“Oh, I thought that was your partner”

Stuff ran an article today about the violent attack on a woman named Praveet Chahal. It was a completely unexpected attack by a complete stranger, in broad daylight, in a public street. It’s the rare sort of crime that the victim doesn’t get blamed for, because it is just so completely out of the blue.

There were people around, at least a few. Enough for the bystander effect to kick in, the odd phenomenon of people not giving assistance because there are other people there. It’s been observed and studied in different contexts, and it seems to be just part of the human psyche.

However, there was a man there who was directly appealed to for help. That kills the hesitation, waiting for anyone else to do something. He was singled out and begged for help. and he did nothing, even pushing Chahal away when she went to him for help. His female companion just ran away. That is pretty despicable behaviour really, although it could be explained by fear. Or not.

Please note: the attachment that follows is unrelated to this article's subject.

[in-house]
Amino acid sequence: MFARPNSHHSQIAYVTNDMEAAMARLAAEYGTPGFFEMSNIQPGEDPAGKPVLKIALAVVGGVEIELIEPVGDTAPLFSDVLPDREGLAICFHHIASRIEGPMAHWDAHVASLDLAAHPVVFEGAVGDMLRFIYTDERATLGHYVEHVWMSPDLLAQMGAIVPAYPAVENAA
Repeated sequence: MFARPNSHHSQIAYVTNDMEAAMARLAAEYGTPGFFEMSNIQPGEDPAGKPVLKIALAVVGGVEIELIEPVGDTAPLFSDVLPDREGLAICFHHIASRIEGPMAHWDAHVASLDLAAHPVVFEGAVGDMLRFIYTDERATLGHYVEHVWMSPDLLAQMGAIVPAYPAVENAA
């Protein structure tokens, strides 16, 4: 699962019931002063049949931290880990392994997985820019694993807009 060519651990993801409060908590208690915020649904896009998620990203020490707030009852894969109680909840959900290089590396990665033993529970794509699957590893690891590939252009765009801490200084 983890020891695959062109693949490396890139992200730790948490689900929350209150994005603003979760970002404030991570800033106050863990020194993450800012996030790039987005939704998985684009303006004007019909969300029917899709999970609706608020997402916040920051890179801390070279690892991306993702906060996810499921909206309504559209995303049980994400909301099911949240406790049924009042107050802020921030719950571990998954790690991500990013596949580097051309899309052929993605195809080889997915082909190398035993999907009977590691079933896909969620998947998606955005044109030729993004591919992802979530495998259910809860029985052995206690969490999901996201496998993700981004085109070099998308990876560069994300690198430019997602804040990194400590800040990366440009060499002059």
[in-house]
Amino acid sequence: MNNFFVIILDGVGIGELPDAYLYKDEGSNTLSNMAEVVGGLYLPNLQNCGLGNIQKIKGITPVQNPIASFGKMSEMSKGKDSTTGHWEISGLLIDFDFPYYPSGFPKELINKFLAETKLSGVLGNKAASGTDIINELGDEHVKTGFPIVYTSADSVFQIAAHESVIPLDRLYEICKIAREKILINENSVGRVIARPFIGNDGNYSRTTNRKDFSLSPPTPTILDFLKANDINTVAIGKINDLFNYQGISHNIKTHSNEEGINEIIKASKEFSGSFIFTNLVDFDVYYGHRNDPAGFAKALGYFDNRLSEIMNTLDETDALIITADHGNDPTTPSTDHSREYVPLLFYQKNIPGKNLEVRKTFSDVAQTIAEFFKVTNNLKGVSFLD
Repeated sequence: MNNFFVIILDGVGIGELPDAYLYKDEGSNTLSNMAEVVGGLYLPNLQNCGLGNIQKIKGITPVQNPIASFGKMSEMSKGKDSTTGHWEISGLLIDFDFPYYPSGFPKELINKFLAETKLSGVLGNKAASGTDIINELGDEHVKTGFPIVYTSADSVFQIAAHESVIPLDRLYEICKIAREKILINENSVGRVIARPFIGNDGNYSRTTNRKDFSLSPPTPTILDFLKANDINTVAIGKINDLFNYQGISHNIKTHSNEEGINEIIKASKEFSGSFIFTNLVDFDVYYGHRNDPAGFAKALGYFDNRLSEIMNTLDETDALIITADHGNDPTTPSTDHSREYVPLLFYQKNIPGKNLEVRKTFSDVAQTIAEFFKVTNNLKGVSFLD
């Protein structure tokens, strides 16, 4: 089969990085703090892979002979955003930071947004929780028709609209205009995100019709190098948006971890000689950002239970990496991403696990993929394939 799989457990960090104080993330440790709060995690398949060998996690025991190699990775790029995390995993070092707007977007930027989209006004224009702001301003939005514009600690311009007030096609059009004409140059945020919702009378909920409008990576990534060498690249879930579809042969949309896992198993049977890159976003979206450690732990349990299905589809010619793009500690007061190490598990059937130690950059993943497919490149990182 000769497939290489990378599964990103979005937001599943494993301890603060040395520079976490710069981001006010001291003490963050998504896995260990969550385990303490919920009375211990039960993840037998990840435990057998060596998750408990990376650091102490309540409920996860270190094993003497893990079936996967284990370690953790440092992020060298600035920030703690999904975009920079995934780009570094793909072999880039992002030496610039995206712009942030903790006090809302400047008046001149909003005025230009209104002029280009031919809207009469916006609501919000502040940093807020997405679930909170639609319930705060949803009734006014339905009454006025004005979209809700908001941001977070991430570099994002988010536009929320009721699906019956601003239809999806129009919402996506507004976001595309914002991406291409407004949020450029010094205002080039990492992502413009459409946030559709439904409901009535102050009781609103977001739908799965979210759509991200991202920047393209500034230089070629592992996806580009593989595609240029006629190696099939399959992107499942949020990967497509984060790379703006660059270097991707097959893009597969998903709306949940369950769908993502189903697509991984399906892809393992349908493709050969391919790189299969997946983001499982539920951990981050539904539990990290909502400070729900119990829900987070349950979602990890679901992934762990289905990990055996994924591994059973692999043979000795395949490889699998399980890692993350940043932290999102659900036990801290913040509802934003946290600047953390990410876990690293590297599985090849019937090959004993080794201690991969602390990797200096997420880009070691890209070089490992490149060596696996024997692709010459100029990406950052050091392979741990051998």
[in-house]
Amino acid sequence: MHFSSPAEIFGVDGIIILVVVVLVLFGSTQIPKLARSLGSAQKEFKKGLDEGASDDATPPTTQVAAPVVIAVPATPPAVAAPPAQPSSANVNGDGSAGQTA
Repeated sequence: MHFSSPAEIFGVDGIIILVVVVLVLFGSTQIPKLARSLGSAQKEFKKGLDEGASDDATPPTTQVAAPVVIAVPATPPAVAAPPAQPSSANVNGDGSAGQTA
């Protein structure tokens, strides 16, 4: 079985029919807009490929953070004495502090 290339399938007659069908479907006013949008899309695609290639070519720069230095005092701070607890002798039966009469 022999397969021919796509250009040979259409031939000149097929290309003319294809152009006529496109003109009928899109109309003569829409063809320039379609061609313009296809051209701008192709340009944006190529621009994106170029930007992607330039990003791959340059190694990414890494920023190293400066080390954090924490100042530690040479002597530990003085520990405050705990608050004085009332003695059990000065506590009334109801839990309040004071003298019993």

When she asked him, after the ambulance crew was there and everything was over, he gace his reason. He said “oh, I thought that was your partner”. . . . Oh. I thought that was your partner.

On what flaming planet does that make it ok for him to beat her bloody? That answer says a whole lot about how we think as a society about domestic violence. Even if a woman is screaming for help, she should only receive assistance if her assailant is not in any kind of relationship with her. What the hell? Just, what the hell?

We turn a blind eye toward domestic violence, in almost any of its incarnations. We ignore the evidence of a beating noticed over the water cooler at work. We push away the signs of controlling behaviour at the work Christmas party. And now, it seems, we have it in us to ignore a blatant beating on a sunlit street at just about tea-time. It’s shameful.

Oh, but I wouldn’t! . . . maybe. But for everyone that would stand up and help, there are others that would let her be beaten, not because they didn’t want to get hurt, but because they thought it was her partner and so it’s ok. Or maybe he didn’t want to be involved in a domestic. Either are bad, bad reasons to push away a woman begging for help.

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